Jessica Stambaugh and her team used the Arts & Crafts-era as their muse for the custom stair rail in this space off the foyer, which acts as an overflow dining room. Cozying up the walls: Weitzner’s “Hot off the Press” wallpaper, made from recycled newsprint. “It’s a texture, but has some color and flecks running through it,” Stambaugh says. “Grasscloth would have been too conventional for them.”

Stacey Van Berkel

See How Jessica Stambaugh Brought Old Soul to a New House

This North Carolina home feels lovingly lived-in—and will only get better with time.

November 4, 2022

Let’s just admit it: New-construction houses often lack the je ne sais quoi charm found in older homes, where the decor has been futzed with and fabulized over many decades. But there are ways to bring a historic feel into a newly built abode, as Nashville designer Jessica Stambaugh proved when designing a residence for one family in Chapel Hill, North Carolina. Her first step? Salvage just enough of the original fittings and antique pieces to give the house a timeworn touch.

“This was basically a new construction project—there was an existing [1940s Colonial Revival] residence on the property that was mostly torn down, although some of the foundation and the basement was kept,” Stambaugh says. The new house is a 4,500 square foot cedar-shingled, Colonial-style home with a slate roof—and a few remnants from structure, chosen for their timeless good looks, including the original oversized brick fireplace mantel and the powder room’s old faucet, its hardware now plated in unlacquered brass.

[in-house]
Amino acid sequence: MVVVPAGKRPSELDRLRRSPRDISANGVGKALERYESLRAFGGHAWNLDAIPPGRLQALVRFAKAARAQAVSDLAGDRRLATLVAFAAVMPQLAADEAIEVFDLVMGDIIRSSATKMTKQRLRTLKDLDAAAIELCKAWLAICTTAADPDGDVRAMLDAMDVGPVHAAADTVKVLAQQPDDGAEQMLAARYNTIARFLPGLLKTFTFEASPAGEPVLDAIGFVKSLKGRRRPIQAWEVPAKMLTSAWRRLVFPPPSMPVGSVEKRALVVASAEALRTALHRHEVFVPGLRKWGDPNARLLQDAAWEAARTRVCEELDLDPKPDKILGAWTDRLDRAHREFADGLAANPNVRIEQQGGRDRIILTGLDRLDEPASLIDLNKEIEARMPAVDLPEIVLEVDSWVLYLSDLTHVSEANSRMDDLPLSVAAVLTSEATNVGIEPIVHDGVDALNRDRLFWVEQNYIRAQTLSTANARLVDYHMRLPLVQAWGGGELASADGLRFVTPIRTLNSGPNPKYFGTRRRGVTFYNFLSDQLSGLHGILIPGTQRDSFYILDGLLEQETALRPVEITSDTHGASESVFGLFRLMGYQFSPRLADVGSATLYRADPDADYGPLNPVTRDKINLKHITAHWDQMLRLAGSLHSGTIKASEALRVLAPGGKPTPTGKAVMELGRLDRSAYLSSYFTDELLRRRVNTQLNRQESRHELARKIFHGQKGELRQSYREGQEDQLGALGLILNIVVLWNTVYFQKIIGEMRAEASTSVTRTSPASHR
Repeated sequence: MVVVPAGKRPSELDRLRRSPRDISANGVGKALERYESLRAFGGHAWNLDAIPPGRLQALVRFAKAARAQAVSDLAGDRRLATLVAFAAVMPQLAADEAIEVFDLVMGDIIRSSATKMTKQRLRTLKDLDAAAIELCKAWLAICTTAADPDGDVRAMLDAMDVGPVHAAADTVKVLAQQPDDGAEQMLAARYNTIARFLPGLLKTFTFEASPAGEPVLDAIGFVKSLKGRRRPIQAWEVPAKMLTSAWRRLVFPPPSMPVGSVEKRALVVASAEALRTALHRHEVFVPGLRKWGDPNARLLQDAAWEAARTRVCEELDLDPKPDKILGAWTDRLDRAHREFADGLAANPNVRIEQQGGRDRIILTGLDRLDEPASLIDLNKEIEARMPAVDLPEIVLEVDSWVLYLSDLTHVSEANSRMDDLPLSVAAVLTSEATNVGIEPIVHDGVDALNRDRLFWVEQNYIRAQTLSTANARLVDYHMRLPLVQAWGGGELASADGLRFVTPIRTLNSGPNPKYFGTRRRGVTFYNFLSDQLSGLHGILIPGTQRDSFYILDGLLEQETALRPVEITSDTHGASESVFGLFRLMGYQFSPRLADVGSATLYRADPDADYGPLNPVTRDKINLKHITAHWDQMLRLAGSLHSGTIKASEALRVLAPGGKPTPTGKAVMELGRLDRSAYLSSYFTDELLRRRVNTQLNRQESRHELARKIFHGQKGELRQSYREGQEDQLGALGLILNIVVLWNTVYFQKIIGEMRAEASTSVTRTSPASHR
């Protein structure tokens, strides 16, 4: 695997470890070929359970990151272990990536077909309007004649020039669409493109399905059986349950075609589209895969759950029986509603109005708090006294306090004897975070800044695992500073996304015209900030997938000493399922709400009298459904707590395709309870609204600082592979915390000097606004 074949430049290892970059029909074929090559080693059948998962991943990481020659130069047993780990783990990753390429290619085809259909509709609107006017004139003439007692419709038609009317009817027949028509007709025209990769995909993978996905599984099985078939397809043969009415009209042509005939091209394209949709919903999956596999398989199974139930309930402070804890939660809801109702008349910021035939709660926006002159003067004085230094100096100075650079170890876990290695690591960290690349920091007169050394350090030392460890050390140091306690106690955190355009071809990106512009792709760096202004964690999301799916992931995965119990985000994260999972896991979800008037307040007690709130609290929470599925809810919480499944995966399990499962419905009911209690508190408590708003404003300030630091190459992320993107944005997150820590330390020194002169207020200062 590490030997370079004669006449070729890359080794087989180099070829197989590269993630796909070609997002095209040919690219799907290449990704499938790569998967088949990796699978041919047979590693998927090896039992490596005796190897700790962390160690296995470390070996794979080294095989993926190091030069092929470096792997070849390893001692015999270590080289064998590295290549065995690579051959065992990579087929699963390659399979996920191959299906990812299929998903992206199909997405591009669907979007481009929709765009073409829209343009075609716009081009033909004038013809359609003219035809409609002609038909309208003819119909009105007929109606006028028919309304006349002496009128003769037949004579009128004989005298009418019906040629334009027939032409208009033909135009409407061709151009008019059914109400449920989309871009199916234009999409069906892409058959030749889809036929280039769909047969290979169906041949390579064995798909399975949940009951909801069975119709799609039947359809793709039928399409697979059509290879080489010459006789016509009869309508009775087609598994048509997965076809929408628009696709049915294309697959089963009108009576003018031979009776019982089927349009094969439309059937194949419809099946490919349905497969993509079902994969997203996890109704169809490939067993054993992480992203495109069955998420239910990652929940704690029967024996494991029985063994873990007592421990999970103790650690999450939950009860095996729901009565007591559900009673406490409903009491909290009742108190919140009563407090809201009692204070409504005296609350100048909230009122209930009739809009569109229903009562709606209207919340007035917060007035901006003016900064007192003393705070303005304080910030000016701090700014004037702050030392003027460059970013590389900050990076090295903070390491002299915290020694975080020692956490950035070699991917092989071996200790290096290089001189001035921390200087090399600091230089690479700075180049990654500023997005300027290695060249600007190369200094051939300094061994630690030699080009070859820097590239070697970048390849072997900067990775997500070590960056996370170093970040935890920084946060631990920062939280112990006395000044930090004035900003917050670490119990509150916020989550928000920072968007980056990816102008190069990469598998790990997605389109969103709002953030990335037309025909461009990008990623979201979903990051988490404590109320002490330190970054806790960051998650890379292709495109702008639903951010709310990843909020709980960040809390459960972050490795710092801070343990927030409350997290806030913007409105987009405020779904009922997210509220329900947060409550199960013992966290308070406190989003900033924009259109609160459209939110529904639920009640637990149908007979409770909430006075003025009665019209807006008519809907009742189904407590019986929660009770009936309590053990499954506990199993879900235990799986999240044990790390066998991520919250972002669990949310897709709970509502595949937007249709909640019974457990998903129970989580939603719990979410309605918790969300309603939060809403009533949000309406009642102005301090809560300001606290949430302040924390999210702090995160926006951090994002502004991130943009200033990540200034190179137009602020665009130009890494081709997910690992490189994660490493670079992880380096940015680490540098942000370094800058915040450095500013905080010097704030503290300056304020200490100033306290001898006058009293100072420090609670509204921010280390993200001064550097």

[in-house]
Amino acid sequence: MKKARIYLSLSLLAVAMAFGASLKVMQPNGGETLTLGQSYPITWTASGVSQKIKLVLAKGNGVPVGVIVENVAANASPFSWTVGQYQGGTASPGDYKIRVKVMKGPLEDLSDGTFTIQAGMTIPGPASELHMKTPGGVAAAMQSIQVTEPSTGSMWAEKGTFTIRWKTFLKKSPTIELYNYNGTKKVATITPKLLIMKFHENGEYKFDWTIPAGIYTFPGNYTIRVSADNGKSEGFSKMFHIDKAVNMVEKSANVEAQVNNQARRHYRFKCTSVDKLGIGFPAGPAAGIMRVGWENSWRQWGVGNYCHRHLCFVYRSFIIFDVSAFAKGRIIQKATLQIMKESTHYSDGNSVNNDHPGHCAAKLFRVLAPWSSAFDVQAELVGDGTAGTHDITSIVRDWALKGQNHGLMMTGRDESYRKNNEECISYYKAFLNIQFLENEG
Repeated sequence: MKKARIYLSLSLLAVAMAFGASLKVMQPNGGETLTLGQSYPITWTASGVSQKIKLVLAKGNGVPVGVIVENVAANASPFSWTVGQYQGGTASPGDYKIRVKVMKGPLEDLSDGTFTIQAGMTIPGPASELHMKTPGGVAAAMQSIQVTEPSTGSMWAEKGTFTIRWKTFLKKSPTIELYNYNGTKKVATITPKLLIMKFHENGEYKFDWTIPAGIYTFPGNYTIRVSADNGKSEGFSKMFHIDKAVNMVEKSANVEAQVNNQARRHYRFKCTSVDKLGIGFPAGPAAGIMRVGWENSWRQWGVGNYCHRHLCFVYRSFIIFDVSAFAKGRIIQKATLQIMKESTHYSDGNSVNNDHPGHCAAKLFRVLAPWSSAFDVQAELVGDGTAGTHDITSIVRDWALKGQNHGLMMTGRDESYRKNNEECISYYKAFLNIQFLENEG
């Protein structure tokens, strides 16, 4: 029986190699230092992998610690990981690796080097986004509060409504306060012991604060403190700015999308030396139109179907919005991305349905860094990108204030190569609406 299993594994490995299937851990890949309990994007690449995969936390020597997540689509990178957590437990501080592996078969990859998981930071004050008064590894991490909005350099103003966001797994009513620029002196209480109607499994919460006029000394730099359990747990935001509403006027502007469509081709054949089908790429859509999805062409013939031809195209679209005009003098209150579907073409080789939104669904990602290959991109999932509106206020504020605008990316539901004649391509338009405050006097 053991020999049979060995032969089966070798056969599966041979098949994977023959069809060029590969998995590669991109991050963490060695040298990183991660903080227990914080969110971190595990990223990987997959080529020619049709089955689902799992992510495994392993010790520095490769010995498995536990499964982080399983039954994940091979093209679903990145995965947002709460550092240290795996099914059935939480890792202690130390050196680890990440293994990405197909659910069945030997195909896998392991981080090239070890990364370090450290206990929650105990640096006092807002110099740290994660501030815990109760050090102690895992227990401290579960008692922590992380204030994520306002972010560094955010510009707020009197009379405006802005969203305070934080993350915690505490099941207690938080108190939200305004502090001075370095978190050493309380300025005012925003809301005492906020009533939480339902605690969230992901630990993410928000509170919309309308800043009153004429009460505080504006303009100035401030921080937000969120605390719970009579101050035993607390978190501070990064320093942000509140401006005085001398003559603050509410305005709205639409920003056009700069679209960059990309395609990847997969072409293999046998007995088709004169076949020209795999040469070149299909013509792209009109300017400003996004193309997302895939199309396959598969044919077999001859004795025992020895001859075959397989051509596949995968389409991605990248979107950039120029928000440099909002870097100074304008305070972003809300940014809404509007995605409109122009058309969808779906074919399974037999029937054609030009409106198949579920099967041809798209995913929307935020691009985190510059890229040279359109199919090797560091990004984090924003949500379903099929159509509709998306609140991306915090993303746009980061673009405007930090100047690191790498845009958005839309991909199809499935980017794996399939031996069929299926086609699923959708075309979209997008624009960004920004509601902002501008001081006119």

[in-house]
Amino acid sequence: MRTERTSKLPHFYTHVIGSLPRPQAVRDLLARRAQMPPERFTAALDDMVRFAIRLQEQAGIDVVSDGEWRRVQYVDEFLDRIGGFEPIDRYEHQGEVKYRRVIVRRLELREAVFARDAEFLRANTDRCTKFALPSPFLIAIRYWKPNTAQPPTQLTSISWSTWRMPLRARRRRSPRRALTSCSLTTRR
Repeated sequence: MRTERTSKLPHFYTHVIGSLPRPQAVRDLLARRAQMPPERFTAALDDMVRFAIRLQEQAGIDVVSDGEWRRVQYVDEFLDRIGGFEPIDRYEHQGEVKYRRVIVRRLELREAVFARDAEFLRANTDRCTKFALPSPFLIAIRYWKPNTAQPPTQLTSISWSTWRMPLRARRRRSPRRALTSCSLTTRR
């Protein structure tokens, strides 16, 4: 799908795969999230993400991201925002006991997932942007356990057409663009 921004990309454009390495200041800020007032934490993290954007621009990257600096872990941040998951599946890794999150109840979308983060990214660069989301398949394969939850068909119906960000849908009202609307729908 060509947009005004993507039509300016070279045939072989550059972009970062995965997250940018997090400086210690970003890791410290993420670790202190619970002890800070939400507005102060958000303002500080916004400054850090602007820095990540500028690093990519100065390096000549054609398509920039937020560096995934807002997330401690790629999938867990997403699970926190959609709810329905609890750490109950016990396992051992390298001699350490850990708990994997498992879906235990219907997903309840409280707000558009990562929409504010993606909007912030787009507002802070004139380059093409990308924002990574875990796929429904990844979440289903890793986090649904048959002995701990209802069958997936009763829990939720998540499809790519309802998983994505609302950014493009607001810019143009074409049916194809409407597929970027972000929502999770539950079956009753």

Employed on a laid-back Ligne Roset chair, a plaid fabric from de La Cuona supplies woodsy warmth to the living room. The client’s own vintage leather wingback and a ceramic-topped vintage French coffee table lend a historic sensibility.

Stacey Van Berkel
  • A parade of pillows in Brook Perdigon Textiles and JS Interiors fabrics gives the living room’s game table staying power for family puzzle nights. “We added the vintage Danish sconce to bring a little extra light down at the human level, not just an overhead light,” she says. The Soane Britain oak chair is upholstered in Carolina Irving textiles printed velvet.

    Stacey Van Berkel
  • A rattan pendant by Soane Britain hangs over the kitchen table, whose cheery checked tablecloth and coral spindle chairs by O&G Studio put an updated spin on farmhouse style.

    Stacey Van Berkel

Because these clients own a buzzing local coffee shop, it’s no surprise that Stambaugh also injected their home with quietly percolating energy. It comes in the form of diminutive patterns and layers of unexpected finds, such as a Danish wall sconce with an accordion arm unearthed by an antiques dealer in Brooklyn, or wallpaper made from old newspapers. “Nothing is overly fancy,” she says. “And that’s kind of carried through the interiors. I wanted it to feel relaxed and casual and not too decorated.” Take the table she chose for a game corner in the living room: the classic “tulip” designed by Eero Saarinen in 1957.  “I will put a Saarinen table in any room,” Stambaugh says. “We’ve seen them a million times, but it’s just so elegant and almost subtracts energy from the space. It’s like this breath of lightness—the perfect solution for someone that’s open to modern furniture where you need it, but you don’t need it to scream.”

An island painted in Benjamin Moore’s Regent Green brings the otherwise airy cookspace down to earth. A trio of hand-blown pendants from Remains Lighting “reflect the theme of craft throughout the home.”

Stacey Van Berkel